SIGN AND SYMPTOMS Fatigability (hallmark) Weakness of the eye muscles Difficulty speaking (dysarthria) Chewing or swallowing difficulty Eyelid drooping Double vision Hoarseness or changing voice Breathing difficulty Drooping head Facial paralysis Difficulty climbing stairs, lifting objects, or rising from a seated position some people may develop an unusual or different smile if certain facial muscles are affected. MUSCLE STRENGTH Facial muscle weakness Bulbar muscle weakness Limb muscle weakness Respiratory weakness Ocular Muscle weakness Facial muscle weakness Ptosis and bilateral muscle weakness Sclera below limbus may be exposed due to weak lower lids. Bulbar muscle weakness Palatal muscles nasal voice, nasal regurgitation Severe jaw weakness may cause Jaw to hang open. Neck muscles Neck flexors affected more than extensors. Limb muscle weakness Upper limbs more common than lower limbs. Ocular Muscle weakness Asymmetric Usually affects more than one extraocular muscle and is not limited to muscles innervated by one cranial nerve. Weakness of lateral and medial recti may produce a pseudointernuclear opthalmoplegia. Respiratory weakness Weakness of intercostal and diaphragm may result in co2 retention due to hypoventilation. Weakness of pharyngeal muscles may collapse the upper airway. - Monitor negative inspiratory force, vital capacity and tidal volume. Diagnostic test Serum assay Electromyography CT scan and MRI Tensilon test Treatment There is no cure for MG, goal of treatment of patient is to improve their muscle weakness and induce remission with minimal side effects. Patient safety and health teaching by the nurse is the primary focus. Medications Anticholinesterase agent NEOSTIGMINE and PYRIDOSTIGMINE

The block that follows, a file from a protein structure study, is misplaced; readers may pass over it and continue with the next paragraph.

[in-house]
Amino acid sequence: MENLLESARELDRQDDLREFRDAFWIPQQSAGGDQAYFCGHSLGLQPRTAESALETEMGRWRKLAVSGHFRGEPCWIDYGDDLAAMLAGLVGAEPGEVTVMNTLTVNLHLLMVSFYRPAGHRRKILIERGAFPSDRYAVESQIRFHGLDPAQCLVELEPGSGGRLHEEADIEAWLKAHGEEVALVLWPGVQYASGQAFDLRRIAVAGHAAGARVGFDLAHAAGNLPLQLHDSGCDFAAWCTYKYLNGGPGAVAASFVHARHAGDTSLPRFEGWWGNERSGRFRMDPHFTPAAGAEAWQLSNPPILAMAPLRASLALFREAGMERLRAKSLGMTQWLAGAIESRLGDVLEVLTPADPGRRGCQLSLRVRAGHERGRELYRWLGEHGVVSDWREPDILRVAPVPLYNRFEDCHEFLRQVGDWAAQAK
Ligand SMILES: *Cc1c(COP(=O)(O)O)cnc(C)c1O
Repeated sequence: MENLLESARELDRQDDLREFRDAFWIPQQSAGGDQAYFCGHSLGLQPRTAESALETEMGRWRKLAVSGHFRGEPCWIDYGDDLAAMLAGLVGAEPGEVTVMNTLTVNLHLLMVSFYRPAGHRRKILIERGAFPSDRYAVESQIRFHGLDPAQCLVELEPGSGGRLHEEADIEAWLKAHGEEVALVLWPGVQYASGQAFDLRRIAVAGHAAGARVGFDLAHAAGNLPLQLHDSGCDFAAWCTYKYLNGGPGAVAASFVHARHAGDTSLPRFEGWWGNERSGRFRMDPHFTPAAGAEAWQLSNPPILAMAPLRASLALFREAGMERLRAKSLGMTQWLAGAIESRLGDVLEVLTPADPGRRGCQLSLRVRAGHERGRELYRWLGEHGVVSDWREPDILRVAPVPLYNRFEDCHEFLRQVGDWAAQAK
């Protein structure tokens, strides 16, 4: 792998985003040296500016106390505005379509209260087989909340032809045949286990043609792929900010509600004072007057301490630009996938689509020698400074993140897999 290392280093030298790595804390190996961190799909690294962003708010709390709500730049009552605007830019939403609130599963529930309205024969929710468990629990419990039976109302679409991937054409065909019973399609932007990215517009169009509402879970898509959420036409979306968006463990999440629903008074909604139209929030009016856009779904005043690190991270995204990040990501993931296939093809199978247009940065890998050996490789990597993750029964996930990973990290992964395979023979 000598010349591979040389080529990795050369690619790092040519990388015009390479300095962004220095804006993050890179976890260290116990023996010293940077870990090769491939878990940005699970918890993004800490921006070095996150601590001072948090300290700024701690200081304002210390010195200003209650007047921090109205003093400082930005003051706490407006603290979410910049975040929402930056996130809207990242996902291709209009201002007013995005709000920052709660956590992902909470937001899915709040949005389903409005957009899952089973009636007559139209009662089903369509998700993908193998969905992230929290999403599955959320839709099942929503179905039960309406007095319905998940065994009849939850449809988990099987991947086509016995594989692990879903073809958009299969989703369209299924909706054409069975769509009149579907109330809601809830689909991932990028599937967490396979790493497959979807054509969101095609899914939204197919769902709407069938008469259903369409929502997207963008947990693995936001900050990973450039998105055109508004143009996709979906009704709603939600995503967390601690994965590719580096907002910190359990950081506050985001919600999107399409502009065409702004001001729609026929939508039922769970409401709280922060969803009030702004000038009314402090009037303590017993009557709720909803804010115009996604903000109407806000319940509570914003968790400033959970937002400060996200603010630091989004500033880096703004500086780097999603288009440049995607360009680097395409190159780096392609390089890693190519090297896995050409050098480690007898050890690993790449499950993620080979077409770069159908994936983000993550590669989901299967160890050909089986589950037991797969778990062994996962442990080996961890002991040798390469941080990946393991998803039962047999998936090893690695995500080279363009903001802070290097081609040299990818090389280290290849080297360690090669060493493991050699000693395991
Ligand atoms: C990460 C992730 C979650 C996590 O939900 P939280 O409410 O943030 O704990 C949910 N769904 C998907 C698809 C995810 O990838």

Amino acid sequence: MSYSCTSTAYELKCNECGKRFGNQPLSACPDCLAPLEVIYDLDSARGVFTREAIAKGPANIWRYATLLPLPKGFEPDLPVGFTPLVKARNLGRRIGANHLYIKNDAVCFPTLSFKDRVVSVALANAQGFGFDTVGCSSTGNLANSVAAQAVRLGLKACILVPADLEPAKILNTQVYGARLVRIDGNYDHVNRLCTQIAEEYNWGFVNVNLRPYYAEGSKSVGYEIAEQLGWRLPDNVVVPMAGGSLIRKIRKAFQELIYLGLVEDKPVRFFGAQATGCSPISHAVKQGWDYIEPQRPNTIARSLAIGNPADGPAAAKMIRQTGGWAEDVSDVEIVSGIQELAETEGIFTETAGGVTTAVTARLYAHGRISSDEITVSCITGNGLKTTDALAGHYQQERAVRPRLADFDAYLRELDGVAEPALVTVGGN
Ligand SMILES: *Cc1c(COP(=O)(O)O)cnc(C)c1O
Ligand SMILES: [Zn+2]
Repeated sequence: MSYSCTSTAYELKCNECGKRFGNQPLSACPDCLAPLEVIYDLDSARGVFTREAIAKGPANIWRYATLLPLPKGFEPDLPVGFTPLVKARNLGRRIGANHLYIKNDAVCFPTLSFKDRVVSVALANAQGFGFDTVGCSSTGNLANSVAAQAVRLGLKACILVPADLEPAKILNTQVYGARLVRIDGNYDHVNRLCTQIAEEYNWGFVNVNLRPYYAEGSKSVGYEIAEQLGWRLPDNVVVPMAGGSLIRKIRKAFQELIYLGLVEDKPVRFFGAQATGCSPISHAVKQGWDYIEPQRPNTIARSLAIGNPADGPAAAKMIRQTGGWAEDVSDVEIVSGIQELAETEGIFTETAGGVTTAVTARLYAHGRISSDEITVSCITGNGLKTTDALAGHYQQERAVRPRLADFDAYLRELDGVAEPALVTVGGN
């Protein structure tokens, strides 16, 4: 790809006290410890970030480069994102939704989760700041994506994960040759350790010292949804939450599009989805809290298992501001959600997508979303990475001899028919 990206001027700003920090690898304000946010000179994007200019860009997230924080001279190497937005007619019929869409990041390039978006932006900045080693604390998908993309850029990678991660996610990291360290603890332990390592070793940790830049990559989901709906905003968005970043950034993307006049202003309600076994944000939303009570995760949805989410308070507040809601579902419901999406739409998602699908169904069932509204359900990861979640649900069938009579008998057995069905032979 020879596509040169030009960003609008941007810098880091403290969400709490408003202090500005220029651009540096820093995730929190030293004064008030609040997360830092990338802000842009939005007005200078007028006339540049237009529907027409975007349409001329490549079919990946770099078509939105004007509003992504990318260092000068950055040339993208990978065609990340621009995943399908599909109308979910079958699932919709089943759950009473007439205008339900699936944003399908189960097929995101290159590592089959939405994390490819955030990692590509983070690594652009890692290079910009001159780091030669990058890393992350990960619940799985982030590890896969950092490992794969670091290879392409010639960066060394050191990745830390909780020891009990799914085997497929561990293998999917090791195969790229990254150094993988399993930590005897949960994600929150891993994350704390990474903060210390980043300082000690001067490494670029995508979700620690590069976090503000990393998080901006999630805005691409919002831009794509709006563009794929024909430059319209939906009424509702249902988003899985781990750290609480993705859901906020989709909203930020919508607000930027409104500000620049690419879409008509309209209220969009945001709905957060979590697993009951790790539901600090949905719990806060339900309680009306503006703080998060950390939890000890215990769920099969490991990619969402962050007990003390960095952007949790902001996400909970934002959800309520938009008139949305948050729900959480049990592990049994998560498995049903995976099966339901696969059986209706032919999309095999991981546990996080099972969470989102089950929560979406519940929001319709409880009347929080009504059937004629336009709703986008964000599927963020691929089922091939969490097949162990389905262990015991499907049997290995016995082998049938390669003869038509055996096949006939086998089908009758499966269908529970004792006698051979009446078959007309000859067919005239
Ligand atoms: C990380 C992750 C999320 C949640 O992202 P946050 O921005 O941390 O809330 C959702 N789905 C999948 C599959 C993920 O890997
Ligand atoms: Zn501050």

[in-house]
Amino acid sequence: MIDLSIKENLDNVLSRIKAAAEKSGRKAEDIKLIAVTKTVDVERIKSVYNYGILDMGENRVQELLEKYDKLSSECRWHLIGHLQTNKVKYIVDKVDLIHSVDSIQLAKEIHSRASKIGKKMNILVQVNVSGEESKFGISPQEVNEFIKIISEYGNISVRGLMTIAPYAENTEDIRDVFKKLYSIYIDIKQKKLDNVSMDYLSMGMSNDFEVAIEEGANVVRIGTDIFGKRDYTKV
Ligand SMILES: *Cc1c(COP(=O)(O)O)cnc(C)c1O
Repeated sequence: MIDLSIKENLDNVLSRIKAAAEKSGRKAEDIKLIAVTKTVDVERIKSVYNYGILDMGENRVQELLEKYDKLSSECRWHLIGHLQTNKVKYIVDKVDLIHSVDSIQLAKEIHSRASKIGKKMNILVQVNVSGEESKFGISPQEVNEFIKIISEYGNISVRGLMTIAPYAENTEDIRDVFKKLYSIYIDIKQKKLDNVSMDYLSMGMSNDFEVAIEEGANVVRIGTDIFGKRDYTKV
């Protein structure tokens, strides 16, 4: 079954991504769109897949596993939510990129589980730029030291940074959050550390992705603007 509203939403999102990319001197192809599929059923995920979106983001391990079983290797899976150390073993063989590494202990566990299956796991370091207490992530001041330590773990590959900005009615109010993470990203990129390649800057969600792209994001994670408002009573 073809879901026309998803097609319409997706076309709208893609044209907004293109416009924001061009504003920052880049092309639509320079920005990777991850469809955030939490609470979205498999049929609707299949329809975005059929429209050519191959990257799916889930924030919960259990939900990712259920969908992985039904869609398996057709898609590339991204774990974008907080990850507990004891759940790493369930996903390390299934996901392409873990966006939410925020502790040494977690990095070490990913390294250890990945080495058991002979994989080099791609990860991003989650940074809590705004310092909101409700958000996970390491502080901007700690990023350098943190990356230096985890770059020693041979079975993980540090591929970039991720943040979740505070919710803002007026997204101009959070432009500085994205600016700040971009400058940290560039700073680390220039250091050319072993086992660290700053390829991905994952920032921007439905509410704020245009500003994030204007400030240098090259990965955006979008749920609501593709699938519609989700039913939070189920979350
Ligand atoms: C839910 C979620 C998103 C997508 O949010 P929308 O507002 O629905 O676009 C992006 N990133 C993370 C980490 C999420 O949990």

- improves muscle strength, it works by preventing the breakdown of certain natural substance in your body (acetylcholine). with or without food if taken with food or with milk, side effect may decrease side effect can be Nausea, vomiting, diarrhea, abdominal cramps, increased saliva/mucus, decreased pupil size, increased urination, or increased sweating MESTINON prevents the inactivation of ach and enhances the stimulus transmission at the cholinergic junction. Corticosteroids (prednisone) or immunosuppressant (azathioprine, cyclosporine) it can slow or stop the disease process. Immunoglobulin Immunoglobulin therapy involves injections of blood serum from a person without autoimmune disease. It lowers the numbers of tissue-attacking antibodies in the bloodstream of the person with myasthenia gravis. Plasmapheresis a procedure in which serum containing the abnormal antibodies is removed from the blood while cells are replaced. Thymectomy surgical removal of the thymus gland (which often is abnormal in individuals with myasthenia gravis), reduces symptoms in some individuals without thymoma and may cure some people, possibly by re-balancing the immune system. Complication Myasthenic crisis is a life-threatening condition, which occurs when the muscles that control breathing become too weak to do their jobs. Emergency treatment is needed to provide mechanical assistance with breathing. it can be triggered by infection, fever and adverse reaction to meds. Nursing intervention routinely requires assessment of muscular strength. It has to be accompanied with careful and individualized plan of care since muscle weakness is worsened when the body is put into exertion especially during its exacerbation state. Listen to the patients concerns and answer the questions honestly. Administer medications on time and at evenly spaced intervals, as ordered, to prevent relapses. Plan exercise, meals, patient care, and activities to make the most of energy peaks. When swallowing is difficult, give semi-solid foods instead of liquids to lessen the risk of choking. After severe exacerbations, try to increase social activity as soon as possible. Establish accurate neurologic and respiratory baseline. Stay alert for signs of impending myesthenic crisis such as increased muscle weakness and difficulty talking or chewing. Help the patient plan daily activities to coincide with energy peaks. Stress the need for frequent rest periods. If surgery is scheduled, provide perioperative teaching Amyotrophic Lateral Sclerosis ALS or Lou Geghrigs disease, is a progressive, degenerative neurologic disease characterized by weakness and wasting of the involved muscles, without may accompanying sensory or cognitive change. Resulting from lower motor neuron invovelvement and lateral sclerosis of the corticospinal tract in the lower lateral